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    3. @Anonymous: There are multiple ways to structure nonrecourse leverage; to do so by completely eliminating all downside risk other than the premium on options is usually disastrous for the typical investor. They make bet after bet on options that mostly expire worthless. I'll stick with my conclusion that the vast majority of investors should avoid leveraging their investments, whether they do it with house loans, simple call options, or more complex strategies that tinker with the amount of downside risk.

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  3. Keeping a constant leverage ratio using your proposed technique leads you to sell low (you have to sell when your portfolio tanks to reduce your leverage ratio back to desired level), and buy high (you have to buy when your portfolio soars to increase your leverage ratio back to desired level).

    The solution would be to do the reverse to keep a constant leverage ratio, to buy low and sell high: When your portfolio soars, sell (but don't pay back your loan) to increase your leverage ratio back to desired level. When your portfolio tanks, buy (without borrowing money) to decrease back your leverage ratio to desired level.

    The problem is that if one has the money to buy more when the portfolio tanks, why would have he borrowed in the first place? And if one sells (and doesn't pay back the loan) when the portfolio soars, what does he do with the money?

    Adopting a variable leverage ratio would solve these problems, but could expose the investor to a high risk of ruin (due to possibly very high leverage ratio).

    Conclusion, leverage doesn't seem such a good idea.

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    1. @Anonymous: Good analysis. Your idea of reacting to portfolio changes by going in the opposite direction from maintaining constant leverage reminds me of Value Averaging which suffers from the same problem: it demands that you come up with cash or take back cash when the strategy demands it as opposed to when it fits into your life.

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  4. The only kind of leverage I might consider is my HELOC on a paid off home. I we experience another financial crisis (40% market correction or more) at some point and talk is again of the next great depression I might consider taking out money on my Heloc in an amount less than 25% of my overall portfolio to take advantage of the potential buying opportunity. Of course prices can go lower or remain flat for decades, but the amount I would be investing suing would be modest and really just a question of moving a up a few years worth of investment contributions. That said would not invest the whole 25% at once, but instead make a series of 5% lump sums over a period of several months if valuations continued to be depressed. That said I completely agree with you on the dangers of leverage and my use of it in a future financial crisis would be modest and on a buy and hold basis only after shifting first from 80% to 100% equities. I also realize that doing so will increase the risk of behavioral errors and I have the concept included in my Investment Policy Statement. Then again I might just stand there and do nothing as John Bogle says. The nice things with a HELOC is a can make small moves without any major consequences as it is an interest only loan. Note I have zero debt and I have already maxed out all registered accounts.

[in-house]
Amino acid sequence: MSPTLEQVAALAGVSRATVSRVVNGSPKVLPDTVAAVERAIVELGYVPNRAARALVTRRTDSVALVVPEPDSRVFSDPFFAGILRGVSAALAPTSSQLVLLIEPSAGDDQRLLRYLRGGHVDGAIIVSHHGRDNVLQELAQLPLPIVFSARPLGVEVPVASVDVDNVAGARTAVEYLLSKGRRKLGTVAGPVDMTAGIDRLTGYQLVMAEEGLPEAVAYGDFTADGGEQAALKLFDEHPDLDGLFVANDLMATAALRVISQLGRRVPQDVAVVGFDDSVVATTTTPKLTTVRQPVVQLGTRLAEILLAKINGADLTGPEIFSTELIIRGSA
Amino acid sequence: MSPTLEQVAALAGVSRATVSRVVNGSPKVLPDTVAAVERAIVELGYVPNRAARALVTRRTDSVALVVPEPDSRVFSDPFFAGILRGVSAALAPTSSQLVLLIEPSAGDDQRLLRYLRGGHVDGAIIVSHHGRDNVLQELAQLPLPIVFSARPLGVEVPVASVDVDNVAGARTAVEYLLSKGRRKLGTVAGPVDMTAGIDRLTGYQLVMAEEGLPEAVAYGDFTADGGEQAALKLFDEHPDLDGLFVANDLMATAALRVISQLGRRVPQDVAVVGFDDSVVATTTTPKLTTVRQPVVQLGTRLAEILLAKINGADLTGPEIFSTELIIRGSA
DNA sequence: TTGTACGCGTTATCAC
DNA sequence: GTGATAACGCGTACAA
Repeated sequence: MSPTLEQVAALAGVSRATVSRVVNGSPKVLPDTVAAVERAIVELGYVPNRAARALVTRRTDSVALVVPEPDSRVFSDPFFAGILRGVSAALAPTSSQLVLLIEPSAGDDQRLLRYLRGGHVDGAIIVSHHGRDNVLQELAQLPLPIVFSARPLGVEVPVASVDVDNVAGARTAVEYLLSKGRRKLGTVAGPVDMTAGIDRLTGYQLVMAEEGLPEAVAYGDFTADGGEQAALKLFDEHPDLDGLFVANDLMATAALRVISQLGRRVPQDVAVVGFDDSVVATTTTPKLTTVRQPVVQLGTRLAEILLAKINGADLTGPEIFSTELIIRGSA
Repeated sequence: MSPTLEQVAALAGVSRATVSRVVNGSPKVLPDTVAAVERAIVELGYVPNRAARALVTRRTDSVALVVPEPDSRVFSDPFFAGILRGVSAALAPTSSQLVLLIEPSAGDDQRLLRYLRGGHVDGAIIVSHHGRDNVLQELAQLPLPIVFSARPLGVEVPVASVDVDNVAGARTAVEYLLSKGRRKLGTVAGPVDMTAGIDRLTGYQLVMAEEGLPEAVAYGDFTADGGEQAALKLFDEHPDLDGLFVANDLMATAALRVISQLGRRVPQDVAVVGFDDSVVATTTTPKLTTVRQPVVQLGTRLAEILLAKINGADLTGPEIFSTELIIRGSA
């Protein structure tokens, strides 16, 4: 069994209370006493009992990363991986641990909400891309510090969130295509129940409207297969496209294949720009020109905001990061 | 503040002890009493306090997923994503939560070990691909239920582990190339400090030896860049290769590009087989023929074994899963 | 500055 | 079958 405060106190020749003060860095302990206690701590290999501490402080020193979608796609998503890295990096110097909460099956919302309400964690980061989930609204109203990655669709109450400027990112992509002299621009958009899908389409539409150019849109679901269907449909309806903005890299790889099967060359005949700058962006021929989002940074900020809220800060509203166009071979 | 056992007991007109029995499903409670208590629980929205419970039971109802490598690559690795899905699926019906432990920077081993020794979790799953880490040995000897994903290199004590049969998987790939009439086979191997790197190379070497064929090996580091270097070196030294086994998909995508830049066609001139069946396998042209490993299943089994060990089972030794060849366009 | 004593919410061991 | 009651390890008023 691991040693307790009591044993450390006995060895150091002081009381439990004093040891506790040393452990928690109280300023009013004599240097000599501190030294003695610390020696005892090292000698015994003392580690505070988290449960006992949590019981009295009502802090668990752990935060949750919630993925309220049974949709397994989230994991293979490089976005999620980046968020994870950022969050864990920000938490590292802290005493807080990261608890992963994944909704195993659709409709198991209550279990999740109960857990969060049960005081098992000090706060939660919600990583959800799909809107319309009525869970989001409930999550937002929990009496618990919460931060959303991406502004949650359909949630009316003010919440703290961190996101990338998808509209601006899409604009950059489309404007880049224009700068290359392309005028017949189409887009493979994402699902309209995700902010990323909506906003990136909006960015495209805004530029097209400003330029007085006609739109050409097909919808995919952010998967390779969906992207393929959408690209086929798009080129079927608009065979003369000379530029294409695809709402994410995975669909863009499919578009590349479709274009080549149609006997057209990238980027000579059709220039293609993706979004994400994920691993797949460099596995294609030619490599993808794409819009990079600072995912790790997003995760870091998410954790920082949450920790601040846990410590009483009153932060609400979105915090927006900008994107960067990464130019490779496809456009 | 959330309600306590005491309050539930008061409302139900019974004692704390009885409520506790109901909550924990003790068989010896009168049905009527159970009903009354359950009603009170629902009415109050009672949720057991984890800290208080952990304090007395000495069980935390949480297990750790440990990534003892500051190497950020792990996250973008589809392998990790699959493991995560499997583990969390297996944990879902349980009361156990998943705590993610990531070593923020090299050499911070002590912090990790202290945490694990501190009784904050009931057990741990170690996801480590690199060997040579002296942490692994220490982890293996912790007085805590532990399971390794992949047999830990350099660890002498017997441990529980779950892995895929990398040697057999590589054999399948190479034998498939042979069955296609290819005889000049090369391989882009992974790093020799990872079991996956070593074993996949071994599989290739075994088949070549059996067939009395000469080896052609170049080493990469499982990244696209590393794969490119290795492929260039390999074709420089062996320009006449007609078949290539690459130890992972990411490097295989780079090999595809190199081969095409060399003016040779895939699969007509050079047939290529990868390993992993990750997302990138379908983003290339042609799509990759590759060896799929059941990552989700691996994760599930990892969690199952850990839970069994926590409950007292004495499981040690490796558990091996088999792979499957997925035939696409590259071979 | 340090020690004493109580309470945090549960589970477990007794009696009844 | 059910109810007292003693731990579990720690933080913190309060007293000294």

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    1. @Anonymous: You've described many of the thoughts that ran through my head during the 2008-2009 crash. I had a paid-off home and could easily have used some leverage. In the end I chose to do nothing.

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    2. Thanks for the feedback. In 2008-2009 I did nothing as well. That said I had a hefty mortgage and when I made RRSP contributions I recognize that I would let money sit a few weeks as I tried to work up the courage to pull the trigger. I was over 80% equities and I know that it felt better putting new money in bonds although I did do both. That said I had not yet undergone a full conversion to passive index investing and had much less knowledge to help counter balance the media hype. The one thing I can say with some degree of confidence is that even in another major bear market any use of leverage will be modest and gradual for behavioural reasons. And prior to that step I would first gradually move by portfolio asset allocation from 85% to 100% equities.

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  5. Could I ask you to calculate the return on the following portfolio?

    Hold XIU for the last 10 years, with 1.5:1 leverage. Rebalance monthly. Pay 4% on investment loan.

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    1. @Anonymous: That would have worked out well. If I modify that to weekly rebalancing (that's what the spreadsheet I created is set for), the result is +176% vs. +143% for no leverage. Of course, this ignores trading costs, but they wouldn't be too high on a large portfolio.

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  6. My point is that leverage can work, but excessive leverage won't. And previous comments about valuations are relevant.

    Warren Buffett's leverage has been estimated at 1.6 times. His leverage isn't excessive, and he doesn't buy overpriced stocks.

    This is not a blanket endorsement of leverage. Leverage is a reasonable option for the experienced investor. Notice the use of the words option and experienced.

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    1. @Anonymous: I have no doubt that using leverage and seeking underpriced stocks can work for some investors. However, the majority of those who try will end up with worse results than simply owning the index.

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  7. There is a tendency among retail investors to buy high and sell low: leverage will make this worse. So I tend to agree with you.